“Supercharged Perseid Meteor Shower Peaks This Month” – as the very first edition of Daily Minor Planet brought us the news on August 4th, 2016.
Daily Minor Planet is a digital newspaper on asteroids and planetary systems. It features an asteroid that might fly by Earth for the day, or one of particular significance to the day. Also it features a section of news from different sources on the topics of Asteroid and Planets. And most interestingly, it has a dynamic orbit diagram embedded, showing real-time positions of the planets and the daily asteroid in the sky. You can drag the diagram and see them in different angles.
You can read the live daily edition on the Minor Planet Center website. Better yet, subscribe to it with your email, and get your daily dose of asteroid news in your email.
Daily Minor Planet is the result of collaboration between Oracle Volunteers and Minor Planet center. Since the Asteroid Hackathon in 2014, we have followed up with a Phase I project of Asteroid Explorer in 2015, which focused asteroid data processing and visualization. And this is the Phase II project, which focuses on the public awareness and engagement.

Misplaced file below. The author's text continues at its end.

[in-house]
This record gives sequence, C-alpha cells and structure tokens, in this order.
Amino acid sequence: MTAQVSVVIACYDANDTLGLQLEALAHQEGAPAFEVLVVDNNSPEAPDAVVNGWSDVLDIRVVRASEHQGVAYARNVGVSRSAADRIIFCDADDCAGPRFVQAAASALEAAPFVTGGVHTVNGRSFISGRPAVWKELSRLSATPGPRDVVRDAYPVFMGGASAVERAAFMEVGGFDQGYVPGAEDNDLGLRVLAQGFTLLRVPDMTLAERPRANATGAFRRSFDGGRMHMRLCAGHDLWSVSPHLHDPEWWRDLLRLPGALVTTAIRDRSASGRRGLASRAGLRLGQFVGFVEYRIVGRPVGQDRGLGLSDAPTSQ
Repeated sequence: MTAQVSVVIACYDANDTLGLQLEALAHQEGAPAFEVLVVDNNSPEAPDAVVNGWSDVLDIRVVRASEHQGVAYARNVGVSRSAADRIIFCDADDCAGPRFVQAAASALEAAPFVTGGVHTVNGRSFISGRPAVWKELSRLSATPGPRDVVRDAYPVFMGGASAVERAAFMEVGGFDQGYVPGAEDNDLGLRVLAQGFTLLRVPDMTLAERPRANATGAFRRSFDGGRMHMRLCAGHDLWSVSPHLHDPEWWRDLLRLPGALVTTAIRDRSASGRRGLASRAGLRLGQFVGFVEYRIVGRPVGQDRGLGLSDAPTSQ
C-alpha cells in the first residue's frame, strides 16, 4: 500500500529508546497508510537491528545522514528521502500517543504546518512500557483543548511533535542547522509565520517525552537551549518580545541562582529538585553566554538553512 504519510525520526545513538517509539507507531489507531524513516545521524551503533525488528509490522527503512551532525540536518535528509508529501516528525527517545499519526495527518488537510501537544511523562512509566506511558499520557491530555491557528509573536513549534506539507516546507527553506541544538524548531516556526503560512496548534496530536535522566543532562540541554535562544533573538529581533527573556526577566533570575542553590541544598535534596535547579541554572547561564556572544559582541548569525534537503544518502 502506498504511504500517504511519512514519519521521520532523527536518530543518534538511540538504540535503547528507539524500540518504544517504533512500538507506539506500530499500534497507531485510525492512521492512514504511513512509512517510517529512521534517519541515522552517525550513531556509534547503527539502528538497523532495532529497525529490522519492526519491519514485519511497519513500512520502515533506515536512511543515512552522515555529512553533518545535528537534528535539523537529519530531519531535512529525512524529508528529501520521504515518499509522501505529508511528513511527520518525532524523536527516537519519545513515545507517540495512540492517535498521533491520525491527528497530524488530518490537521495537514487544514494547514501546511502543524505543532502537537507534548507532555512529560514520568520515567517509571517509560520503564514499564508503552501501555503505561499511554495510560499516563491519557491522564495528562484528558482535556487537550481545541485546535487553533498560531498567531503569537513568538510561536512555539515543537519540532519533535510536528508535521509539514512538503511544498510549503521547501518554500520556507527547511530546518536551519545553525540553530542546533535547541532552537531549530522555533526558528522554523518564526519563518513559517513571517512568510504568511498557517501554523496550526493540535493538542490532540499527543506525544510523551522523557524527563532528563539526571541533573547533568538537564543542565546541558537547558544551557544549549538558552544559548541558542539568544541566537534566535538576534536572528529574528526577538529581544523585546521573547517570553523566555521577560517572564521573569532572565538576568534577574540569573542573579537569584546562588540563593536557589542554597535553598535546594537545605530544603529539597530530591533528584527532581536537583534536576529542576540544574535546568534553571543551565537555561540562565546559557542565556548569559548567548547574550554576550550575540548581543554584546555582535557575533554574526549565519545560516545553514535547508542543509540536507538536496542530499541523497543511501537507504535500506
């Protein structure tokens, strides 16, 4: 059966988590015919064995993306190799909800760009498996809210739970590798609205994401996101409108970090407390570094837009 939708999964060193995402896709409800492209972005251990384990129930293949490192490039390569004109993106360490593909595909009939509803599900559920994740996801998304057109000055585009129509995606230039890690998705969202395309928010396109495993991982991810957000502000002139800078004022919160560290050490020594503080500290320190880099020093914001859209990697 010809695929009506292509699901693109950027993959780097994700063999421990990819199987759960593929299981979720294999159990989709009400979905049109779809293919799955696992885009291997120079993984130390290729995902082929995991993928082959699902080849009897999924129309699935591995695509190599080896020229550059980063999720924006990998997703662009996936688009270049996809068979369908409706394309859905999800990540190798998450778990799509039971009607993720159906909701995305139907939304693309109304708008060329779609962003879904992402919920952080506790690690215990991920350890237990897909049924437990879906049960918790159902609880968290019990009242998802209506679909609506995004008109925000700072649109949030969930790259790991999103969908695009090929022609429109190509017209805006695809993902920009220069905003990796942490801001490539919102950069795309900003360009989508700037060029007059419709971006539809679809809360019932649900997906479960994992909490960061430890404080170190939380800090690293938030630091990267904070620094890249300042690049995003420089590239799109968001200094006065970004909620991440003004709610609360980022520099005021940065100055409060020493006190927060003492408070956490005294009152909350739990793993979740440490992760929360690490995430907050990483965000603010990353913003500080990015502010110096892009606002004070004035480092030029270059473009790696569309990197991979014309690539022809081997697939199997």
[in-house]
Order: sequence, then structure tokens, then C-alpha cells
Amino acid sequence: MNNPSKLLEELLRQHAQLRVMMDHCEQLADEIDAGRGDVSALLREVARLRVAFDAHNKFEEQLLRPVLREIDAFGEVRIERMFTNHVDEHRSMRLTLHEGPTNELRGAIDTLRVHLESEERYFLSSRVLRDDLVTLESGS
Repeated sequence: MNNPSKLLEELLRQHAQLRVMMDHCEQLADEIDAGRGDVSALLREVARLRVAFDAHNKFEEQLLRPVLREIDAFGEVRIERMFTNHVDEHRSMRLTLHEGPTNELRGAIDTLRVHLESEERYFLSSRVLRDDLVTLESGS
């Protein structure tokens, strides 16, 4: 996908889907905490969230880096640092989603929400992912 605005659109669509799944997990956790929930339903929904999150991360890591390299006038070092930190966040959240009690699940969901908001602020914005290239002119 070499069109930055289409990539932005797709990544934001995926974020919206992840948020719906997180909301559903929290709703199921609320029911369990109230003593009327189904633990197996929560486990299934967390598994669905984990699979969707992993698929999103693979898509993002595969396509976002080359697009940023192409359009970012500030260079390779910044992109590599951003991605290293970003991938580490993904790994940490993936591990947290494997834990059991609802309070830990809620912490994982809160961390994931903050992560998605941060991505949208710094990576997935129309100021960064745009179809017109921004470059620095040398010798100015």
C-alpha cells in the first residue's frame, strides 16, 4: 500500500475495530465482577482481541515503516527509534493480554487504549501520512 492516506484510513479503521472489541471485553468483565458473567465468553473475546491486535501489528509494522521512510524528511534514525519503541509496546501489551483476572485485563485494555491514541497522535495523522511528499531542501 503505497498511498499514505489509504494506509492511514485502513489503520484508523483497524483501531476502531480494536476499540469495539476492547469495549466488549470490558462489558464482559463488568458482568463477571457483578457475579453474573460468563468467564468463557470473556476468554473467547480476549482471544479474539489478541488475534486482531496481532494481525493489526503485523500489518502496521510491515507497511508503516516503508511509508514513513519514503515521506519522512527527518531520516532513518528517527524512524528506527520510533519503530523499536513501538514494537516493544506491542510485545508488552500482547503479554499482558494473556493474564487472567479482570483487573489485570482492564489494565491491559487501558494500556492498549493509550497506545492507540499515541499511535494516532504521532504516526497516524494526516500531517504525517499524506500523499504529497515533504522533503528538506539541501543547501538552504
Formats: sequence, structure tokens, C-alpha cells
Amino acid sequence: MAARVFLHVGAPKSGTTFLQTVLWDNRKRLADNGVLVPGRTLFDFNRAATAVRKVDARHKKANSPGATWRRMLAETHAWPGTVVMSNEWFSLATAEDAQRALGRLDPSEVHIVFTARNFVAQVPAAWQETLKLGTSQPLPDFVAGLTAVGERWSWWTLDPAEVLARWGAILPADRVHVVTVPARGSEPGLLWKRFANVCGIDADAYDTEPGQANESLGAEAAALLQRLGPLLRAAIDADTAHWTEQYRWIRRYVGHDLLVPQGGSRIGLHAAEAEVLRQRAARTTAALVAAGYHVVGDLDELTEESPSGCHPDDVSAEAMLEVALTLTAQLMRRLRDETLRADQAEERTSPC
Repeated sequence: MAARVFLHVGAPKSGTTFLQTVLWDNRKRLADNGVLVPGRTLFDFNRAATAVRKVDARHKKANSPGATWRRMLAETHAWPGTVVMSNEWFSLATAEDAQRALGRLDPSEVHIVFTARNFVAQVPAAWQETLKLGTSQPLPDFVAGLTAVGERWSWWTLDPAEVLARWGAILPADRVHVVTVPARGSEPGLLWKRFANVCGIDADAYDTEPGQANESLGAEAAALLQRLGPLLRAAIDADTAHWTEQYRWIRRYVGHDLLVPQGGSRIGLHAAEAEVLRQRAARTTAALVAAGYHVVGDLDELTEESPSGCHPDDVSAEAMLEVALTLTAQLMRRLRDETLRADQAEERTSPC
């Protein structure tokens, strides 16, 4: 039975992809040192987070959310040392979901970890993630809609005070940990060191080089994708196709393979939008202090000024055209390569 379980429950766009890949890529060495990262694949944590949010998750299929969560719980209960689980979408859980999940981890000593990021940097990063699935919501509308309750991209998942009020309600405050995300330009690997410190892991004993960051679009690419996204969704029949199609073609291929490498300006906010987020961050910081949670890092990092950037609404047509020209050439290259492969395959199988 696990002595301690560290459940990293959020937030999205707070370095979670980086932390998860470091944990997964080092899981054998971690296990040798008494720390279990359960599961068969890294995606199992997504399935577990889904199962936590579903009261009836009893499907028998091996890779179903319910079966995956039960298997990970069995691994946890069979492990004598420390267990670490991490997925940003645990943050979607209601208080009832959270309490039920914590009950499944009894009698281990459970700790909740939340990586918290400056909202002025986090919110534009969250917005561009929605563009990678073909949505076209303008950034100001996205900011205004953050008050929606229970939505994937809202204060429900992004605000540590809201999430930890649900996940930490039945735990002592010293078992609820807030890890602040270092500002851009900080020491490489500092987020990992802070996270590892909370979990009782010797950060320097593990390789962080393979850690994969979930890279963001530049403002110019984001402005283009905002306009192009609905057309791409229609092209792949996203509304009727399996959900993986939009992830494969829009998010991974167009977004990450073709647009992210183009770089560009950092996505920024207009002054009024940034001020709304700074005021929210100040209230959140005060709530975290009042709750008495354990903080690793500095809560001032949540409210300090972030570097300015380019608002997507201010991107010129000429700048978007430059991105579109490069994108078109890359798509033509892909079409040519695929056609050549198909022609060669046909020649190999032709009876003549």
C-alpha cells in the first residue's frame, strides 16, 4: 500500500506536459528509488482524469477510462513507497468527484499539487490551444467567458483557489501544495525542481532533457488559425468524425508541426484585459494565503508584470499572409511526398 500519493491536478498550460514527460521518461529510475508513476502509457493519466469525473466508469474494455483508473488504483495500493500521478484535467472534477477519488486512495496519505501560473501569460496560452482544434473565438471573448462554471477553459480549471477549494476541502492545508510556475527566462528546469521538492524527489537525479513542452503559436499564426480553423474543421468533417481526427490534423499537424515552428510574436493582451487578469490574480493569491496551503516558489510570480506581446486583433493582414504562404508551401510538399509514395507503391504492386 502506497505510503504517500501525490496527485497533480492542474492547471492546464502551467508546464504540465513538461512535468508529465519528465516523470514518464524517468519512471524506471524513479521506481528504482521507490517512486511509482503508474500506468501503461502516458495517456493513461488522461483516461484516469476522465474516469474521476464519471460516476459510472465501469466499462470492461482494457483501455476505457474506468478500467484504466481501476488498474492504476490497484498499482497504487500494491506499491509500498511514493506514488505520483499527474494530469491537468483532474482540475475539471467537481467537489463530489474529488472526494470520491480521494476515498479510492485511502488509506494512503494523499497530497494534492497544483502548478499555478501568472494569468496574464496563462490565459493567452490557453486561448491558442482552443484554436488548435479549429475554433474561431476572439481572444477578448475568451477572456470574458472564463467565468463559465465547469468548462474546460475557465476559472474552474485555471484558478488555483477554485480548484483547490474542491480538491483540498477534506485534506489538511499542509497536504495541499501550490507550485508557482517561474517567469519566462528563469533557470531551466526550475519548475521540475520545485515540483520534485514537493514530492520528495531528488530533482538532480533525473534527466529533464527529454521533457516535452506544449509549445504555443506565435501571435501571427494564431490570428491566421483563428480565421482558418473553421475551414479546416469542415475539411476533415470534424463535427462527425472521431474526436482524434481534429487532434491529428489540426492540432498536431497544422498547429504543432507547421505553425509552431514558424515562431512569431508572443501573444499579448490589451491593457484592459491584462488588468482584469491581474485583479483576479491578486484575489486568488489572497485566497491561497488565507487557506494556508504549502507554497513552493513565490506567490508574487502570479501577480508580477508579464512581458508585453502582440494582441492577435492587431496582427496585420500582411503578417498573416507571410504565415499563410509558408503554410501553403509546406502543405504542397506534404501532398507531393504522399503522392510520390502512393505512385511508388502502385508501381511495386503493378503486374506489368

The Oracle Volunteers on this phase consisted of Chan Kim, Raymond Xie (me!), Kristine Robison, DJ Ursal and Jeremy Ashley. We have been working with Michael Rudenko and J.L. Galache from Minor Planet Center for past several months, and created a newspaper sourcing – editing – publishing – archiving system, with user subscription and daily email delivery functionality. And during the first week of August, the Oracle volunteer team were on site to prepare and launch the Daily Minor Planet.
Check out video of the launch event, which was hosted in Phillips Auditorium, Harvard-Smithsonian Center for Astrophysics, and live streamed on YouTube channel. The volunteer’s speech starts around 29:00 minute mark:
It was a quite intense week, as we were trying to get it ready for launch. In the end, as a reward, we got a chance to have a tour of the Great Refractor at Harvard College Observatory, which was located just in next building.
By the way, the Perseid meteor shower this year will peak on August 12, and it is in an outburst mode with potentially over 200 meteors per hour. So get yourself ready and catch some shooting stars!